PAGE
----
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Canon announces a 250 million pixel CMOS sensor with 125 times the resolution of HD (Yes you read that right)

By technical editor Matt Allard:

Canon prototype with CMOS Sensor
Canon prototype with CMOS Sensor

Imagine a sensor that had almost four times the number of pixels as the 50.6 MP full-frame Canon EOS 5DS. This may sound like a a pipe dream, but Canon have now made it a reality. Today the company announced a APS-H-size (approx. 29.2 x 20.2 mm) CMOS sensor incorporating approximately 250 million pixels (19,580 x 12,600 pixels). This means it has by far the world’s highest number of pixels for a CMOS sensor that is smaller than the size of a 35 mm full-frame sensor. I’m guessing the only sensors that surpass this are larger military grade ones designed for spy satellites.

Video footage captured by the camera achieves a level of resolution that was approximately 125 times that of Full HD (1,920 x 1,080 pixels) and approximately 30 times that of 4K (3,840 x 2,160 pixels) video. Right now it can only manage five frames per second, but it surely can’t be too long before higher frame rates are possible. Just imagine the cropping possibilities if you were putting this footage onto a HD timeline? With this amount of resolution you could crop and magnify video images without sacrificing image resolution and clarity.

CMOS Sensor

According to Canon, when they installed the sensor in a camera it was able to distinguish the lettering on the side of an airplane flying at a distance of approximately 18 km from the shooting location. The size of a 250MP RAW stills image would be somewhere in the region of 300MB. With 30x the resolution of 4K it is scary to think how big the video files from any camera that had this sensor would be.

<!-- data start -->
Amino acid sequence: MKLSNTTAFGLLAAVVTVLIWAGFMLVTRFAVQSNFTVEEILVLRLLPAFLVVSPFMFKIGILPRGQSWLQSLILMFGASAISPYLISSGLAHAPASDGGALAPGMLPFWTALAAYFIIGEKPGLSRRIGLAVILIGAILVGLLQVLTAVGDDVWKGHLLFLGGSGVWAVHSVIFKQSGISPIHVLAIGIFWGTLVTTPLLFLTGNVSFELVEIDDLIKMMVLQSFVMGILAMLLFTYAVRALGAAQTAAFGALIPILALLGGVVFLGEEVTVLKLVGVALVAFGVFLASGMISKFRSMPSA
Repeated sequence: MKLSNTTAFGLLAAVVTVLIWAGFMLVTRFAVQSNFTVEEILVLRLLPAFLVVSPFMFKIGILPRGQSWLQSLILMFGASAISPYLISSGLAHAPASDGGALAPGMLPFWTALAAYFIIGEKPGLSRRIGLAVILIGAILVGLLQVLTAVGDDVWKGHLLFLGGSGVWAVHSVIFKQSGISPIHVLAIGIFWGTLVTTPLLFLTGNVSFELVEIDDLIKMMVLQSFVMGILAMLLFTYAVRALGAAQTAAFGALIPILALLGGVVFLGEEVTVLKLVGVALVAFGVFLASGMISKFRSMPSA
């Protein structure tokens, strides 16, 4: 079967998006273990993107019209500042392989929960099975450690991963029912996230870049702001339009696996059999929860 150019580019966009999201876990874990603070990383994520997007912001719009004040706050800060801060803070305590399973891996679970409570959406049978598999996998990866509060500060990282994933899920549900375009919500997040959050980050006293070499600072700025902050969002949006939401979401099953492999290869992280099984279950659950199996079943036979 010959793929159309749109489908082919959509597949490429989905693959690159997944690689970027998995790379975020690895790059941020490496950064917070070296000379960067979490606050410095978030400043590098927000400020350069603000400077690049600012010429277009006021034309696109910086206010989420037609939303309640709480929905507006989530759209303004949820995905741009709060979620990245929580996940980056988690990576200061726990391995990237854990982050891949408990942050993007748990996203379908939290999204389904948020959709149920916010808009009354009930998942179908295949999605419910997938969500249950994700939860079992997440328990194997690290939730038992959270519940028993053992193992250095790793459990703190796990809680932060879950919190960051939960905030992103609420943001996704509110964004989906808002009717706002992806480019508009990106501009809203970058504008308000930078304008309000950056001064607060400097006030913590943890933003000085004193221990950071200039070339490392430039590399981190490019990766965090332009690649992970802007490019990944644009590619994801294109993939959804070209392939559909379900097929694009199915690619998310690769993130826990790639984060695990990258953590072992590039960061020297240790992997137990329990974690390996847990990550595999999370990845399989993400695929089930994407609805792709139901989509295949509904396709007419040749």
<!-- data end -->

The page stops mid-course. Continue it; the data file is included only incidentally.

This sensor reminds me of the sort of technology Canon showed at the World Fair in Shanghai in 2010. They showed their concept “Wonder Camera” which looked like a over sized hairdryer. The fixed lens on the ‘Wonder Camera” was capable of snapping macro photos or zooming up to 500mm with extraordinary image stabilisation. The camera only captured video, as the cameras resolution was high enough for users to turn a single frame into a still image. The “Wonder Camera” also used a proprietary technology that was able to keep everything in focus. The “Wonder Camera” showed that this sort of imaging technology was possible even back in 2010. While it hasn’t been heard of since, the new 250MP sensor Canon have just announced is probably a direct result of the company’s prior research and development into futuristic imaging technology.

This new technology may still be a long way off finding its way into any type of commercially available camera (although Langley probably have order in already). There are still several obstacles to overcome when using such a high MP sensor. According to Canon; with CMOS sensors, increases in pixel counts result in increased signal volume, which can cause such problems as signal delays and slight discrepancies in timing. The new Canon-developed CMOS sensor, however, despite its exceptionally high pixel count, achieves an ultra-high signal readout speed of 1.25 billion pixels per second, made possible through such advancements as circuit miniaturization and enhanced signal-processing technology. Accordingly, the sensor enables the capture of ultra-high-pixel-count video at a speed of five frames per second. Additionally, despite the exceptionally high pixel count, Canon applied its sensor technologies cultivated over many years to realize an architecture adapted for miniaturized pixels that delivers high-sensitivity, low-noise imaging performance.

Canon is still considering the applications where this technology could be used. While they say it more destined to be used in specialized surveillance and crime prevention tools, ultra-high-resolution measuring instruments and other industrial equipment, they have said it could also be used in the field of visual expression. At the rate technology is moving we may well see very large sensors making their way into cameras sooner rather than later. At that point you can wave goodbye to your zoom lens.

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